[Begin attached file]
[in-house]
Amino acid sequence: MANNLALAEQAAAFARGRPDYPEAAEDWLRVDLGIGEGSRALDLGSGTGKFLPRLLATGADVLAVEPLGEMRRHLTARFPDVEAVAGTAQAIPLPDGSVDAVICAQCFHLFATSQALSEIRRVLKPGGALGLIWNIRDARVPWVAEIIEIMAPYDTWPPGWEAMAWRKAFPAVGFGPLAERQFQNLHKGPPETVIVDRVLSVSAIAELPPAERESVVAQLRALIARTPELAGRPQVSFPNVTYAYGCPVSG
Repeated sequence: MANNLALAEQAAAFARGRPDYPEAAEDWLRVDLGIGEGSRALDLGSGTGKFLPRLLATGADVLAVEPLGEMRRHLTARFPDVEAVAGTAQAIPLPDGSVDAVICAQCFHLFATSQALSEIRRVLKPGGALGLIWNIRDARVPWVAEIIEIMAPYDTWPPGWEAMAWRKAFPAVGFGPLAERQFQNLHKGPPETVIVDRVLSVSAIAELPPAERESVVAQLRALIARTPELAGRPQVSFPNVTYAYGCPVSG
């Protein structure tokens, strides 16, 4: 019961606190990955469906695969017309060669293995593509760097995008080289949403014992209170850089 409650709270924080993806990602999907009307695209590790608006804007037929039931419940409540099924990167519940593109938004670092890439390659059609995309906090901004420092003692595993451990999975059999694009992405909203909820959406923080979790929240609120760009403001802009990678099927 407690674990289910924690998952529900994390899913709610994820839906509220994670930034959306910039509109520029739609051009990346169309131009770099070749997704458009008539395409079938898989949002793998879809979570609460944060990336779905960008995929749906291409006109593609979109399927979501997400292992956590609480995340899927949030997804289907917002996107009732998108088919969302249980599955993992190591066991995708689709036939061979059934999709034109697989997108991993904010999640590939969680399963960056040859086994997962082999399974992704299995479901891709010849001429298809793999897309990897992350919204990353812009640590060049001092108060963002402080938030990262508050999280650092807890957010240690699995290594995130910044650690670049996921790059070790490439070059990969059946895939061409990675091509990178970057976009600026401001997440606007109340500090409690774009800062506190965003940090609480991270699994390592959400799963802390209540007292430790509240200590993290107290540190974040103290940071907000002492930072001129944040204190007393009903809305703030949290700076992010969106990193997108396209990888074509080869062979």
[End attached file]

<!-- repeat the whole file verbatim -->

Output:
[in-house]
Amino acid sequence: MANNLALAEQAAAFARGRPDYPEAAEDWLRVDLGIGEGSRALDLGSGTGKFLPRLLATGADVLAVEPLGEMRRHLTARFPDVEAVAGTAQAIPLPDGSVDAVICAQCFHLFATSQALSEIRRVLKPGGALGLIWNIRDARVPWVAEIIEIMAPYDTWPPGWEAMAWRKAFPAVGFGPLAERQFQNLHKGPPETVIVDRVLSVSAIAELPPAERESVVAQLRALIARTPELAGRPQVSFPNVTYAYGCPVSG
Repeated sequence: MANNLALAEQAAAFARGRPDYPEAAEDWLRVDLGIGEGSRALDLGSGTGKFLPRLLATGADVLAVEPLGEMRRHLTARFPDVEAVAGTAQAIPLPDGSVDAVICAQCFHLFATSQALSEIRRVLKPGGALGLIWNIRDARVPWVAEIIEIMAPYDTWPPGWEAMAWRKAFPAVGFGPLAERQFQNLHKGPPETVIVDRVLSVSAIAELPPAERESVVAQLRALIARTPELAGRPQVSFPNVTYAYGCPVSG
């Protein structure tokens, strides 16, 4: 019961606190990955469906695969017309060669293995593509760097995008080289949403014992209170850089 409650709270924080993806990602999907009307695209590790608006804007037929039931419940409540099924990167519940593109938004670092890439390659059609995309906090901004420092003692595993451990999975059999694009992405909203909820959406923080979790929240609120760009403001802009990678099927 407690674990289910924690998952529900994390899913709610994820839906509220994670930034959306910039509109520029739609051009990346169309131009770099070749997704458009008539395409079938898989949002793998879809979570609460944060990336779905960008995929749906291409006109593609979109399927979501997400292992956590609480995340899927949030997804289907917002996107009732998108088919969302249980599955993992190591066991995708689709036939061979059934999709034109697989997108991993904010999640590939969680399963960056040859086994997962082999399974992704299995479901891709010849001429298809793999897309990897992350919204990353812009640590060049001092108060963002402080938030990262508050999280650092807890957010240690699995290594995130910044650690670049996921790059070790490439070059990969059946895939061409990675091509990178970057976009600026401001997440606007109340500090409690774009800062506190965003940090609480991270699994390592959400799963802390209540007292430790509240200590993290107290540190974040103290940071907000002492930072001129944040204190007393009903809305703030949290700076992010969106990193997108396209990888074509080869062979």